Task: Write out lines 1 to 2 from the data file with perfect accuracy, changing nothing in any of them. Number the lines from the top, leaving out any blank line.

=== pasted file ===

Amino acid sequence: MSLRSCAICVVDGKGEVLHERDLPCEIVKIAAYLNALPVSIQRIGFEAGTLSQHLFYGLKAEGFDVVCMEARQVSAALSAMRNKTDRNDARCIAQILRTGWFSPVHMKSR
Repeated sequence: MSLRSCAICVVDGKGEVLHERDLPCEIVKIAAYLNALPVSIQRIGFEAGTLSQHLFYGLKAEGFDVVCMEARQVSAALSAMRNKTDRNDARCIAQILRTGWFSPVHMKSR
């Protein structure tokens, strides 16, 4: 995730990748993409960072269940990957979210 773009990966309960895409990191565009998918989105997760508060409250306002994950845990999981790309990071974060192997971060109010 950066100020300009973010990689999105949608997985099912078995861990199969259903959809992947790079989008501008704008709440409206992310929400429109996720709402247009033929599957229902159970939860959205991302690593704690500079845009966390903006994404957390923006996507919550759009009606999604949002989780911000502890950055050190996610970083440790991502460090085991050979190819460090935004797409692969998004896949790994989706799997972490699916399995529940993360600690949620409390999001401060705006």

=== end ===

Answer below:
Amino acid sequence: MSLRSCAICVVDGKGEVLHERDLPCEIVKIAAYLNALPVSIQRIGFEAGTLSQHLFYGLKAEGFDVVCMEARQVSAALSAMRNKTDRNDARCIAQILRTGWFSPVHMKSR
Repeated sequence: MSLRSCAICVVDGKGEVLHERDLPCEIVKIAAYLNALPVSIQRIGFEAGTLSQHLFYGLKAEGFDVVCMEARQVSAALSAMRNKTDRNDARCIAQILRTGWFSPVHMKSR